No way to say this is an easy life, or a “fair” life, or even a life sustainable forever. Any serious illness or injury is a potential catastrophe, and it’s all but impossible to raise a family of any kind (though some do try – and a few succeed with courage and creativity). Being hungry, REALLY hungry, with no way to get food is way less “romantic” than it seems in a photo. Being cold, sleeping cold and wet, ditto.

    On the flipside there’s a feeling of being genuinely in the flow of the world and not having created a false, planned, boxed-in reality where surprise is unwelcome. I can remember days when there was enough food to eat and someplace warm to stay – with those issues resolved for the day, the rest of it was gravy. Mixed in with all that, occasional moments of transcendent beauty.

    I have a deep respect for those who choose alternative paths. Without them, we lose genuine cultural diversity – their experiments on the fringes of conventionality help keep the rest of us from becoming completely ossified and brittle, forever. It’s a pleasure to see somebody bringing some of that wisdom back to the conventional world via deeply-felt photography like this.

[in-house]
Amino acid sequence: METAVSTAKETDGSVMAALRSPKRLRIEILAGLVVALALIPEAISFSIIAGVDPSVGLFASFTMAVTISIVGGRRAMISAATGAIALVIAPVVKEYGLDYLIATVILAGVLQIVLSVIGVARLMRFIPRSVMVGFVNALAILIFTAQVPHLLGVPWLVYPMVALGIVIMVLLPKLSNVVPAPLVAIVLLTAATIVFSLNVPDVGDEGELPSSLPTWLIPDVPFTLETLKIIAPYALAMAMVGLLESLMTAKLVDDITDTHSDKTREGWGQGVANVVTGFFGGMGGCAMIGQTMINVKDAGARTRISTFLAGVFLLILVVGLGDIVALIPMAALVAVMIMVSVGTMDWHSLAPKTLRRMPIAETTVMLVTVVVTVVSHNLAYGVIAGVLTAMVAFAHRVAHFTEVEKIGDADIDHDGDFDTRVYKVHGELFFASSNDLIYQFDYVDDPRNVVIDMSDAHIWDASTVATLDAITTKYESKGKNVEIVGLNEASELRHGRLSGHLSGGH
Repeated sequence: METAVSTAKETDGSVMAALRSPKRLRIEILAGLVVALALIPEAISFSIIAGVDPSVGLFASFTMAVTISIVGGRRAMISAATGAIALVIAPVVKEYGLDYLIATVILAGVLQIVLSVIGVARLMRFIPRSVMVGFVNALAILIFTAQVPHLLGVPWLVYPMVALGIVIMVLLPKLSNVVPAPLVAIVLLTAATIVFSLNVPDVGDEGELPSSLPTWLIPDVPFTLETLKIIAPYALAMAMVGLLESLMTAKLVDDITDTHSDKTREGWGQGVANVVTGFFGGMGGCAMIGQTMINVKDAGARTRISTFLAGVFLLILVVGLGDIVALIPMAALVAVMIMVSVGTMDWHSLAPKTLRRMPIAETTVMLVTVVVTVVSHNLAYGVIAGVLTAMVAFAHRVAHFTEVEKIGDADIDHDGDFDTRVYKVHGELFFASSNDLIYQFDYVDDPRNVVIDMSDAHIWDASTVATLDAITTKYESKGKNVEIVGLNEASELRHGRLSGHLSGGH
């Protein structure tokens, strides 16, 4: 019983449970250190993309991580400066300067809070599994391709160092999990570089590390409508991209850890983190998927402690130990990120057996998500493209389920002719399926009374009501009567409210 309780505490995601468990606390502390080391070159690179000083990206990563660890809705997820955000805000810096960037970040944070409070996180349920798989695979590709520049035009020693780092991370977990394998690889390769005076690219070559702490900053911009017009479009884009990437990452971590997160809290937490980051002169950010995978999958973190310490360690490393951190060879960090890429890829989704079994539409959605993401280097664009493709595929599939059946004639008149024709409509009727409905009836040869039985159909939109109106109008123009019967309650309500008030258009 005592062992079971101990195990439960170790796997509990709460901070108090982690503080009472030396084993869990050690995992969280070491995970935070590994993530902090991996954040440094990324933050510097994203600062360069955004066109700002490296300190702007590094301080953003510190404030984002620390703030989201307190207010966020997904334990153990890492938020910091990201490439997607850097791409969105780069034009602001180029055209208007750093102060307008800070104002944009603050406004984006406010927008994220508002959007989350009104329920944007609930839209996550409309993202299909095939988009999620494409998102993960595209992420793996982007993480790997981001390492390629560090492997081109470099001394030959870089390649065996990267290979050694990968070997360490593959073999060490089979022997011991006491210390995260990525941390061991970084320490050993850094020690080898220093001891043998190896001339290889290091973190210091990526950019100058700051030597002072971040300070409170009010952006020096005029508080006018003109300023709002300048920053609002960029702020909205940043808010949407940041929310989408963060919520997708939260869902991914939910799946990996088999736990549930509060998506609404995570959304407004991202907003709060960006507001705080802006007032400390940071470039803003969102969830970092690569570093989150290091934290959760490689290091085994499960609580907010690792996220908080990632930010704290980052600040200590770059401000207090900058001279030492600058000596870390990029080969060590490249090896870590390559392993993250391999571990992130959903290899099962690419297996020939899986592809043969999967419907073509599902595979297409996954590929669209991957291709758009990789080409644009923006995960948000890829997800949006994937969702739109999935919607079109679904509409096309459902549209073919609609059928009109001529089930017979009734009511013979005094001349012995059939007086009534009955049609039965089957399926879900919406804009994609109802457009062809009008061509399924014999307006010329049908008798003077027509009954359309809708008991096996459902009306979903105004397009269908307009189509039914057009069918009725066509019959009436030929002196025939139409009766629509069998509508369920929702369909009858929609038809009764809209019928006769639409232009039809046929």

Fausty | http://www.cultureghost.org

  8. Tequila Says:

    Can’t say I quite see this in the same romantic ways as others here let alone the appeal of those who chose this. I’d heard and read about this before, mainly in documentaries and one case about a potential serial killer who rises the rails. The other was on modern runaways. I see more of a wasted and kind of a confused sadness in the images, beautiful totally, but also it’s easy to see how so many just ignore them. They blend into their surroundings quite well, like a chameleon or very survival focused bug. That’s what impresses me more than the close or romantic facade…that they survive and keep going. Does have that if the world ended tomorrow these would be the ones who survive the longest vibe…a bit of poetic irony there.

    As far as rich kids trying to mimic, well that’s nothing new. Thing is to them it’s a look and a trend so why not play and have fun if you can afford it? Oddly at the end of the day few of them end up with any real choices anyway…kinda fitting really.